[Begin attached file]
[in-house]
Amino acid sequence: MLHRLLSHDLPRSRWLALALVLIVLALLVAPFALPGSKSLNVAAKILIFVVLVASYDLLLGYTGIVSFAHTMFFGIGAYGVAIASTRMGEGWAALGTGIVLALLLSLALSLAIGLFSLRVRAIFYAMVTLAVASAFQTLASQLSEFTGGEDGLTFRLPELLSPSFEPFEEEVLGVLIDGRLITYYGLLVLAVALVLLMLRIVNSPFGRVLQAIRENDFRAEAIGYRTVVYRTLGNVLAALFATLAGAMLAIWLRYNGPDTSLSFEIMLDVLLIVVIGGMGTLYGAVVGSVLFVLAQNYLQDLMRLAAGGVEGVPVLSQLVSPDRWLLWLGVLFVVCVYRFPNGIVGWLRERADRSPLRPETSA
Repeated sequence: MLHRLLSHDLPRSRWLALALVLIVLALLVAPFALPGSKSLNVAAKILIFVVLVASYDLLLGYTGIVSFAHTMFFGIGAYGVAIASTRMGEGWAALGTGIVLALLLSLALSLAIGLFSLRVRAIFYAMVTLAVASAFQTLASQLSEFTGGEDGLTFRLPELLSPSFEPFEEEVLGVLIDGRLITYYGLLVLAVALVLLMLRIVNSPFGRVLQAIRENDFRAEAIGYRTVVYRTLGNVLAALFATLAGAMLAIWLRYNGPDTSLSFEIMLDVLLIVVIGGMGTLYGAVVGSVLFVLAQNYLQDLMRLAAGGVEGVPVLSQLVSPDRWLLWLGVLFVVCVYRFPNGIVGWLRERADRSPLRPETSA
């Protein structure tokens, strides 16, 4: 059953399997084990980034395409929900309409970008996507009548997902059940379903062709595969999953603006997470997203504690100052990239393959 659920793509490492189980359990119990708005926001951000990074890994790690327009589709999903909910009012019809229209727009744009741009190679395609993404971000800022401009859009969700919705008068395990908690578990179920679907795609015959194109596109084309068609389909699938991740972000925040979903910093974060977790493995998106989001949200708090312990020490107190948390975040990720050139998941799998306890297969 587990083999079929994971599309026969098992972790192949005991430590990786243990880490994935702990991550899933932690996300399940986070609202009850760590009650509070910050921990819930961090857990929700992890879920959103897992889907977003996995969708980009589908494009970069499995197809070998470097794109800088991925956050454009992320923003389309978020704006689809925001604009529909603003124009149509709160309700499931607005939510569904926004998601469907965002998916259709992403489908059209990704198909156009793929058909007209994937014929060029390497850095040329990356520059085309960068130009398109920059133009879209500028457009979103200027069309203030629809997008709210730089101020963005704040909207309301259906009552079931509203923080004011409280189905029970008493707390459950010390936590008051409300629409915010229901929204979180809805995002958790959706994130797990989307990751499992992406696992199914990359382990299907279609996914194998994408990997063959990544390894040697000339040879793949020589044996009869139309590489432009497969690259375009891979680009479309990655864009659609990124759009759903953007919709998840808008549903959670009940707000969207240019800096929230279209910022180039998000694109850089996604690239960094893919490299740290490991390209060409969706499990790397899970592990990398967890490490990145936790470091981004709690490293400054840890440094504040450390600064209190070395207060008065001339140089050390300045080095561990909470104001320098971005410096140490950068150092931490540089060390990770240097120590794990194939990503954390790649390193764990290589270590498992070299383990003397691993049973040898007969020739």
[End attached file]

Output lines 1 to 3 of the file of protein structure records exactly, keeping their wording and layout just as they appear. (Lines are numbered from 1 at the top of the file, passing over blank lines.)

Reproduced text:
[in-house]
Amino acid sequence: MLHRLLSHDLPRSRWLALALVLIVLALLVAPFALPGSKSLNVAAKILIFVVLVASYDLLLGYTGIVSFAHTMFFGIGAYGVAIASTRMGEGWAALGTGIVLALLLSLALSLAIGLFSLRVRAIFYAMVTLAVASAFQTLASQLSEFTGGEDGLTFRLPELLSPSFEPFEEEVLGVLIDGRLITYYGLLVLAVALVLLMLRIVNSPFGRVLQAIRENDFRAEAIGYRTVVYRTLGNVLAALFATLAGAMLAIWLRYNGPDTSLSFEIMLDVLLIVVIGGMGTLYGAVVGSVLFVLAQNYLQDLMRLAAGGVEGVPVLSQLVSPDRWLLWLGVLFVVCVYRFPNGIVGWLRERADRSPLRPETSA
Repeated sequence: MLHRLLSHDLPRSRWLALALVLIVLALLVAPFALPGSKSLNVAAKILIFVVLVASYDLLLGYTGIVSFAHTMFFGIGAYGVAIASTRMGEGWAALGTGIVLALLLSLALSLAIGLFSLRVRAIFYAMVTLAVASAFQTLASQLSEFTGGEDGLTFRLPELLSPSFEPFEEEVLGVLIDGRLITYYGLLVLAVALVLLMLRIVNSPFGRVLQAIRENDFRAEAIGYRTVVYRTLGNVLAALFATLAGAMLAIWLRYNGPDTSLSFEIMLDVLLIVVIGGMGTLYGAVVGSVLFVLAQNYLQDLMRLAAGGVEGVPVLSQLVSPDRWLLWLGVLFVVCVYRFPNGIVGWLRERADRSPLRPETSA